Benami properties to be turned into offices, residences
The government has stated that soon, benami properties in the country may be converted in to office spaces or residences. It is said to be a part of PM Modi's crackdown on corruption and black-money. The government is also considering turning these properties into rentals or hostels for working professionals. They said they would look at it on a case-by-case basis.
'Benami' properties or assets are those which are not held in the name of the person who paid for it: usually such assets are held under name of family members, business associates, employees, friends or others. Separately, the person who holds the asset is unable to establish an income trail for purchase of such asset/property. The Benami Transactions (Prohibition) Act was passed in 1988.
Benami legal framework
The 1988 benami act although passed was never implemented or notified as rules were never prescribed by the government. In 2011, a 'Benami Transactions (Prohibition) Bill 2011' was introduced by UPA government but was never passed. In July 2016, the BJP government amended the 1988 Benami Act and subsequently 'Benami Transactions (Prohibition) Amendment Act, 2016 (Benami Act) came into effect on November 1, 2016.
Significance of Benami Act
Experts believe, Benami Act is a huge step in the right direction to tackle black money. Data shows only 6% of black money is in cash whereas the rest is invested in real estate, gold and other assets. The Benami Act prohibits benami transactions and violations are punishable with imprisonment. Benami properties are also liable to be confiscated by the government without any compensation.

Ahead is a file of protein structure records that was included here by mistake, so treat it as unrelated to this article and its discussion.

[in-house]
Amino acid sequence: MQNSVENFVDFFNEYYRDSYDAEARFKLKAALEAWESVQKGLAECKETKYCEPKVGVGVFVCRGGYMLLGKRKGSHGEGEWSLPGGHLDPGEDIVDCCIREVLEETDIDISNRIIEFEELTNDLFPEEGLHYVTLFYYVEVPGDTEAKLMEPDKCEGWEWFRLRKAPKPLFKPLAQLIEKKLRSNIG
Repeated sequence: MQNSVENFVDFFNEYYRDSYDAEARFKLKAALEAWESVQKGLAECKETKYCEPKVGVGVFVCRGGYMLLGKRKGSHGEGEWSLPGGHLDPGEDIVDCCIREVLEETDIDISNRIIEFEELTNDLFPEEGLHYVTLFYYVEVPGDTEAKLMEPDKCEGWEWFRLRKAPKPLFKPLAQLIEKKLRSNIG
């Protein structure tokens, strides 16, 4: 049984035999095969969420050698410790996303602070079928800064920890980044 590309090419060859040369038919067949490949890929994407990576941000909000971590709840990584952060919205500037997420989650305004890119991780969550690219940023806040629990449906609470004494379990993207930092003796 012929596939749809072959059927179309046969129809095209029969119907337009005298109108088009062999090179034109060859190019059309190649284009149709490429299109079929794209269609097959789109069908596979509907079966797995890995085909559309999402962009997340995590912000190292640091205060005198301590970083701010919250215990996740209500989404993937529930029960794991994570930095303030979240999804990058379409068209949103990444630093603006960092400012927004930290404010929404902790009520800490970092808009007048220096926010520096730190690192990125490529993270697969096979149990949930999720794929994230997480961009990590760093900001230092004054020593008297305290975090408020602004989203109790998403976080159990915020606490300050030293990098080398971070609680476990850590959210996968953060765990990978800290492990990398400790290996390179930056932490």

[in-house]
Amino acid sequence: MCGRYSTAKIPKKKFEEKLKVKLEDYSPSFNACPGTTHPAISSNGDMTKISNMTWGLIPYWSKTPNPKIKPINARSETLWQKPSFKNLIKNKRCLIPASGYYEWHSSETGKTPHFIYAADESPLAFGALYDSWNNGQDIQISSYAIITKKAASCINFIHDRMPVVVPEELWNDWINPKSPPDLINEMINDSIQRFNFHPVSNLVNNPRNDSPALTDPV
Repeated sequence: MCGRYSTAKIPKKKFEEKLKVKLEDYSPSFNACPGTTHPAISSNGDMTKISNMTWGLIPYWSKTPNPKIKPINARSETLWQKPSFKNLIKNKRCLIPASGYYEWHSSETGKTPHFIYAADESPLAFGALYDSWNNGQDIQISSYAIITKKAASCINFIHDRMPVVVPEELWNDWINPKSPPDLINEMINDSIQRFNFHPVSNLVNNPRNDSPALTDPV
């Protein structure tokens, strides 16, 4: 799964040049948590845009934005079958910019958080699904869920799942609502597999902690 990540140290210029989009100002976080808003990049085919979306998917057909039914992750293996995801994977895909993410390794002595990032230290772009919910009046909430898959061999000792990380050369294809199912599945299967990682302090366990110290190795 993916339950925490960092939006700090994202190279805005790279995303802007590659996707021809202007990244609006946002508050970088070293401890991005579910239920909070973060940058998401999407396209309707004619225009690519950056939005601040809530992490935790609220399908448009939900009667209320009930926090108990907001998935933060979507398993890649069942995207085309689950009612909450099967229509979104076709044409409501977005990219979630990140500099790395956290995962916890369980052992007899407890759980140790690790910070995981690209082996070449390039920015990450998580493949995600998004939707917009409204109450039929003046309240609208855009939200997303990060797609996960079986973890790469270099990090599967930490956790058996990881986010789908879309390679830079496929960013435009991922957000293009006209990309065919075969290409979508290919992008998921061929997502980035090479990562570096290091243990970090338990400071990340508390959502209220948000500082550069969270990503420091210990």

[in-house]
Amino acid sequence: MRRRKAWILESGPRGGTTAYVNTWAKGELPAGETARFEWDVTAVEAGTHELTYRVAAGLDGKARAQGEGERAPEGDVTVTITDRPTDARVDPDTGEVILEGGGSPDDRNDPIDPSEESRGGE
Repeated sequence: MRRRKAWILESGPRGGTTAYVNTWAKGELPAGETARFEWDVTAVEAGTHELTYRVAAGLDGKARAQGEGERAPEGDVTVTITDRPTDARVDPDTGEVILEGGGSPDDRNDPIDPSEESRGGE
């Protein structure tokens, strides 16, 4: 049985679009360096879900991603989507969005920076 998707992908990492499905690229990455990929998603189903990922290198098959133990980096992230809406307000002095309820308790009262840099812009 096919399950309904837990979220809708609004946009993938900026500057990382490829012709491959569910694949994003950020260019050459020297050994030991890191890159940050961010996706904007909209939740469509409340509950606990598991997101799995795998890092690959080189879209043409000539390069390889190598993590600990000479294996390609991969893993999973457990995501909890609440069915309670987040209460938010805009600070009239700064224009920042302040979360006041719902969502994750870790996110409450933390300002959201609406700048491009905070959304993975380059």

Benami Act to impact real estate prices
In light of PM Modi's vow to go after "Benami Properties", experts said if the new law was implemented effectively, it would bring transparency to real estate sector. Further, there may even be a price correction in real estate properties. However, experts cautioned that benami transactions were hard to track and the act's implementation is yet to be seen.
How could government benefit?
There is currently a shortage of real estate in urban India as is evidenced by several evictions of slums in cities like Delhi. Anuj Puri, Chairman of real estate firm Jones Lang LaSalle says "When titles are clear and transactions transparent, the confidence of lenders increases, so we will see a pickup in lending to buyers. This will increase supply of residential real estate."
Government welfare schemes
Billions of dollars are diverted to Benami properties to avoid tax, depriving government of massive tax revenue. Clamping down on such assets could help states receive revenue that could eventually be directed towards development and welfare schemes.
7 years jail for buying property under family members' name
According to the Benami Transactions Amendment Act 2016, individuals are prohibited from buying property in the name of family members, unless they are joint-holders of the property. Only property bought for spouse or children are exempt from this clause. Individuals can face up to 7 years imprisonment for violations. The IT department has already issued 87 notices country-wide in this regard.
7 years of rigorous imprisonment for Benami Act violators
The Income Tax department stated that individuals found violating the Benami Transactions Act would invite 7 years of rigorous imprisonment. In an official notification, authorities said violators "are prosecutable and may get imprisonment up to 7 years and fine up to 25% of fair market value of benami property." The department said violators would also be charged under the IT act.